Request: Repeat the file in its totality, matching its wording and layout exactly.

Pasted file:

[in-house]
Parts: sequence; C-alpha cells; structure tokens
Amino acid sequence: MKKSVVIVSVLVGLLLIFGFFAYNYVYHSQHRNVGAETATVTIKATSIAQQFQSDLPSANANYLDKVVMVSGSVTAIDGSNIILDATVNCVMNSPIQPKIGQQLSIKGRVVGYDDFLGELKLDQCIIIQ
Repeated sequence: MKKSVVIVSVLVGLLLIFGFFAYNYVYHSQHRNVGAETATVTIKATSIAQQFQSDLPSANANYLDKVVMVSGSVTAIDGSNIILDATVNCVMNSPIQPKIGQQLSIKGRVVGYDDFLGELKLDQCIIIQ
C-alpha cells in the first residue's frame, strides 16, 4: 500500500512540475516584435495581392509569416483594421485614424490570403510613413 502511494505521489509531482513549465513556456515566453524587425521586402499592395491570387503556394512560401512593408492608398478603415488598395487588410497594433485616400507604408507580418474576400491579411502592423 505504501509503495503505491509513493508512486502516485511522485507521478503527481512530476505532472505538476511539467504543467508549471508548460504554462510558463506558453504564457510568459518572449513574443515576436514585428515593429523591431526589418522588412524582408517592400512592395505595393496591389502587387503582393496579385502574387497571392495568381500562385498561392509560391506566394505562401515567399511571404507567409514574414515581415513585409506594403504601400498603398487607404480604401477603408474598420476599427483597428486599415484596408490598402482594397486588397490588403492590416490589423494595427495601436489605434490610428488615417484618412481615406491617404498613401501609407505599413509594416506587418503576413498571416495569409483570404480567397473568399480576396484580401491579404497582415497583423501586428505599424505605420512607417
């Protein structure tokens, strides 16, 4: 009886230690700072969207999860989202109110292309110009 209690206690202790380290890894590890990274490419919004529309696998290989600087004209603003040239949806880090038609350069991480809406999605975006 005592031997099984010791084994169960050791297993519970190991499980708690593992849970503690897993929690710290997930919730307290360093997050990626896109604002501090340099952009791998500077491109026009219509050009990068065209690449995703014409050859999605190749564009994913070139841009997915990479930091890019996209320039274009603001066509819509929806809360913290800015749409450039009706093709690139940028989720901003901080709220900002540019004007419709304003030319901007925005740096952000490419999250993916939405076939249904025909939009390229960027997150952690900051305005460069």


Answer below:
[in-house]
Parts: sequence; C-alpha cells; structure tokens
Amino acid sequence: MKKSVVIVSVLVGLLLIFGFFAYNYVYHSQHRNVGAETATVTIKATSIAQQFQSDLPSANANYLDKVVMVSGSVTAIDGSNIILDATVNCVMNSPIQPKIGQQLSIKGRVVGYDDFLGELKLDQCIIIQ
Repeated sequence: MKKSVVIVSVLVGLLLIFGFFAYNYVYHSQHRNVGAETATVTIKATSIAQQFQSDLPSANANYLDKVVMVSGSVTAIDGSNIILDATVNCVMNSPIQPKIGQQLSIKGRVVGYDDFLGELKLDQCIIIQ
C-alpha cells in the first residue's frame, strides 16, 4: 500500500512540475516584435495581392509569416483594421485614424490570403510613413 502511494505521489509531482513549465513556456515566453524587425521586402499592395491570387503556394512560401512593408492608398478603415488598395487588410497594433485616400507604408507580418474576400491579411502592423 505504501509503495503505491509513493508512486502516485511522485507521478503527481512530476505532472505538476511539467504543467508549471508548460504554462510558463506558453504564457510568459518572449513574443515576436514585428515593429523591431526589418522588412524582408517592400512592395505595393496591389502587387503582393496579385502574387497571392495568381500562385498561392509560391506566394505562401515567399511571404507567409514574414515581415513585409506594403504601400498603398487607404480604401477603408474598420476599427483597428486599415484596408490598402482594397486588397490588403492590416490589423494595427495601436489605434490610428488615417484618412481615406491617404498613401501609407505599413509594416506587418503576413498571416495569409483570404480567397473568399480576396484580401491579404497582415497583423501586428505599424505605420512607417
């Protein structure tokens, strides 16, 4: 009886230690700072969207999860989202109110292309110009 209690206690202790380290890894590890990274490419919004529309696998290989600087004209603003040239949806880090038609350069991480809406999605975006 005592031997099984010791084994169960050791297993519970190991499980708690593992849970503690897993929690710290997930919730307290360093997050990626896109604002501090340099952009791998500077491109026009219509050009990068065209690449995703014409050859999605190749564009994913070139841009997915990479930091890019996209320039274009603001066509819509929806809360913290800015749409450039009706093709690139940028989720901003901080709220900002540019004007419709304003030319901007925005740096952000490419999250993916939405076939249904025909939009390229960027997150952690900051305005460069």